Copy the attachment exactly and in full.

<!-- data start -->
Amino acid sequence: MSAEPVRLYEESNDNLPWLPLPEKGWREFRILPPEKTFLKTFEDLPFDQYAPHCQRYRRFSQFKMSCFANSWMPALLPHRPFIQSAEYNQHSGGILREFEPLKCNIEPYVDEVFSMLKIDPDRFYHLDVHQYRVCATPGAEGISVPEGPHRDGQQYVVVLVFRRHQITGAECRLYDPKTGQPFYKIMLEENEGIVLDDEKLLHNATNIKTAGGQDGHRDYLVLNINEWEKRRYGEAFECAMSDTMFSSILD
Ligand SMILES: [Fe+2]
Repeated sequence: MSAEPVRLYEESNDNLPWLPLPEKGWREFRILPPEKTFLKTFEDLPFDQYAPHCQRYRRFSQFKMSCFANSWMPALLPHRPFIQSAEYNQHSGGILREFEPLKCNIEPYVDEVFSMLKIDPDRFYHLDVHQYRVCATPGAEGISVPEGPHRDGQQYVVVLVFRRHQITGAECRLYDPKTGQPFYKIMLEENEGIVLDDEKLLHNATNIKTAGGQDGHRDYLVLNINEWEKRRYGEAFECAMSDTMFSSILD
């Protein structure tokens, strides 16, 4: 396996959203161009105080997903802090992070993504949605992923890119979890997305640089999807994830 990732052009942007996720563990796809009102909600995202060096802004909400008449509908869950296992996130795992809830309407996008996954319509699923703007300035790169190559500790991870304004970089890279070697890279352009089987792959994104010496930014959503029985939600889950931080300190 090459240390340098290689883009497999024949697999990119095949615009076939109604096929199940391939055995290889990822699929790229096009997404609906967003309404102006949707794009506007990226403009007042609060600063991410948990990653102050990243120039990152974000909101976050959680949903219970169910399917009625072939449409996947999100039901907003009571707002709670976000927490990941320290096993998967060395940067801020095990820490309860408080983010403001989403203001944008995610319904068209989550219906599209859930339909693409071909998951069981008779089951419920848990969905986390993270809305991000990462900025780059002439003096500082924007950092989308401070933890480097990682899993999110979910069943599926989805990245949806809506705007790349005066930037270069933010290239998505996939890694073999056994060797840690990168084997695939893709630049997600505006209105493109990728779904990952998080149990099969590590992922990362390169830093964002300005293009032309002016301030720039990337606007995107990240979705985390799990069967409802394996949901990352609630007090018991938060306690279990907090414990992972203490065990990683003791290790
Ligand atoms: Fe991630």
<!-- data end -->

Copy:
Amino acid sequence: MSAEPVRLYEESNDNLPWLPLPEKGWREFRILPPEKTFLKTFEDLPFDQYAPHCQRYRRFSQFKMSCFANSWMPALLPHRPFIQSAEYNQHSGGILREFEPLKCNIEPYVDEVFSMLKIDPDRFYHLDVHQYRVCATPGAEGISVPEGPHRDGQQYVVVLVFRRHQITGAECRLYDPKTGQPFYKIMLEENEGIVLDDEKLLHNATNIKTAGGQDGHRDYLVLNINEWEKRRYGEAFECAMSDTMFSSILD
Ligand SMILES: [Fe+2]
Repeated sequence: MSAEPVRLYEESNDNLPWLPLPEKGWREFRILPPEKTFLKTFEDLPFDQYAPHCQRYRRFSQFKMSCFANSWMPALLPHRPFIQSAEYNQHSGGILREFEPLKCNIEPYVDEVFSMLKIDPDRFYHLDVHQYRVCATPGAEGISVPEGPHRDGQQYVVVLVFRRHQITGAECRLYDPKTGQPFYKIMLEENEGIVLDDEKLLHNATNIKTAGGQDGHRDYLVLNINEWEKRRYGEAFECAMSDTMFSSILD
């Protein structure tokens, strides 16, 4: 396996959203161009105080997903802090992070993504949605992923890119979890997305640089999807994830 990732052009942007996720563990796809009102909600995202060096802004909400008449509908869950296992996130795992809830309407996008996954319509699923703007300035790169190559500790991870304004970089890279070697890279352009089987792959994104010496930014959503029985939600889950931080300190 090459240390340098290689883009497999024949697999990119095949615009076939109604096929199940391939055995290889990822699929790229096009997404609906967003309404102006949707794009506007990226403009007042609060600063991410948990990653102050990243120039990152974000909101976050959680949903219970169910399917009625072939449409996947999100039901907003009571707002709670976000927490990941320290096993998967060395940067801020095990820490309860408080983010403001989403203001944008995610319904068209989550219906599209859930339909693409071909998951069981008779089951419920848990969905986390993270809305991000990462900025780059002439003096500082924007950092989308401070933890480097990682899993999110979910069943599926989805990245949806809506705007790349005066930037270069933010290239998505996939890694073999056994060797840690990168084997695939893709630049997600505006209105493109990728779904990952998080149990099969590590992922990362390169830093964002300005293009032309002016301030720039990337606007995107990240979705985390799990069967409802394996949901990352609630007090018991938060306690279990907090414990992972203490065990990683003791290790
Ligand atoms: Fe991630």